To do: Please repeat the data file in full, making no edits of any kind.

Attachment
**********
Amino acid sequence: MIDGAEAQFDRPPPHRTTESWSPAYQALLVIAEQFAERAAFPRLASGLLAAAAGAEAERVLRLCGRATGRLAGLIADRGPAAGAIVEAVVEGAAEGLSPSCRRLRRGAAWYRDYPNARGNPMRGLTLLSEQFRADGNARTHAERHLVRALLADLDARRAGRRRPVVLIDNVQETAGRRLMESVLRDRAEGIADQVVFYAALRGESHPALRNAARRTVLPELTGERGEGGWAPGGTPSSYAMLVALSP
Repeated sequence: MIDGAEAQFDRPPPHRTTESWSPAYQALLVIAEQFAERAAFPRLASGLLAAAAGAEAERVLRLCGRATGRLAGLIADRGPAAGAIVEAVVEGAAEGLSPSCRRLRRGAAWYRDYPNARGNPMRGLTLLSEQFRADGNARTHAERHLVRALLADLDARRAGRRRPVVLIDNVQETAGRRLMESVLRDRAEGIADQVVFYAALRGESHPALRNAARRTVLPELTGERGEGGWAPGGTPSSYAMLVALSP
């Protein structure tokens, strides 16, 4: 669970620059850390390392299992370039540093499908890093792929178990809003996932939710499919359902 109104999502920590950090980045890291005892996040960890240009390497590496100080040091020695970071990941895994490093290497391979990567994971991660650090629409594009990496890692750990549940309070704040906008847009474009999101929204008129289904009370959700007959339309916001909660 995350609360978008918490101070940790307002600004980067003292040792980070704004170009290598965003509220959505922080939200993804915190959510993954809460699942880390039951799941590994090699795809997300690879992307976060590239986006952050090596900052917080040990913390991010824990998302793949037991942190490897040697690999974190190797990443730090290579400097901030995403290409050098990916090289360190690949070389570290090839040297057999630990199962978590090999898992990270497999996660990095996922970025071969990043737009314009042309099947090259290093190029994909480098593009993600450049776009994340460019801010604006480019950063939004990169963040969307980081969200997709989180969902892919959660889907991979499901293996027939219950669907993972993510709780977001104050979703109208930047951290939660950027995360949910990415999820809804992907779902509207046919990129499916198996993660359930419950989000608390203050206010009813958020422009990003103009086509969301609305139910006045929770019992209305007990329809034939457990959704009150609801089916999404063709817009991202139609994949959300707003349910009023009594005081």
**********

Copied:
Amino acid sequence: MIDGAEAQFDRPPPHRTTESWSPAYQALLVIAEQFAERAAFPRLASGLLAAAAGAEAERVLRLCGRATGRLAGLIADRGPAAGAIVEAVVEGAAEGLSPSCRRLRRGAAWYRDYPNARGNPMRGLTLLSEQFRADGNARTHAERHLVRALLADLDARRAGRRRPVVLIDNVQETAGRRLMESVLRDRAEGIADQVVFYAALRGESHPALRNAARRTVLPELTGERGEGGWAPGGTPSSYAMLVALSP
Repeated sequence: MIDGAEAQFDRPPPHRTTESWSPAYQALLVIAEQFAERAAFPRLASGLLAAAAGAEAERVLRLCGRATGRLAGLIADRGPAAGAIVEAVVEGAAEGLSPSCRRLRRGAAWYRDYPNARGNPMRGLTLLSEQFRADGNARTHAERHLVRALLADLDARRAGRRRPVVLIDNVQETAGRRLMESVLRDRAEGIADQVVFYAALRGESHPALRNAARRTVLPELTGERGEGGWAPGGTPSSYAMLVALSP
């Protein structure tokens, strides 16, 4: 669970620059850390390392299992370039540093499908890093792929178990809003996932939710499919359902 109104999502920590950090980045890291005892996040960890240009390497590496100080040091020695970071990941895994490093290497391979990567994971991660650090629409594009990496890692750990549940309070704040906008847009474009999101929204008129289904009370959700007959339309916001909660 995350609360978008918490101070940790307002600004980067003292040792980070704004170009290598965003509220959505922080939200993804915190959510993954809460699942880390039951799941590994090699795809997300690879992307976060590239986006952050090596900052917080040990913390991010824990998302793949037991942190490897040697690999974190190797990443730090290579400097901030995403290409050098990916090289360190690949070389570290090839040297057999630990199962978590090999898992990270497999996660990095996922970025071969990043737009314009042309099947090259290093190029994909480098593009993600450049776009994340460019801010604006480019950063939004990169963040969307980081969200997709989180969902892919959660889907991979499901293996027939219950669907993972993510709780977001104050979703109208930047951290939660950027995360949910990415999820809804992907779902509207046919990129499916198996993660359930419950989000608390203050206010009813958020422009990003103009086509969301609305139910006045929770019992209305007990329809034939457990959704009150609801089916999404063709817009991202139609994949959300707003349910009023009594005081």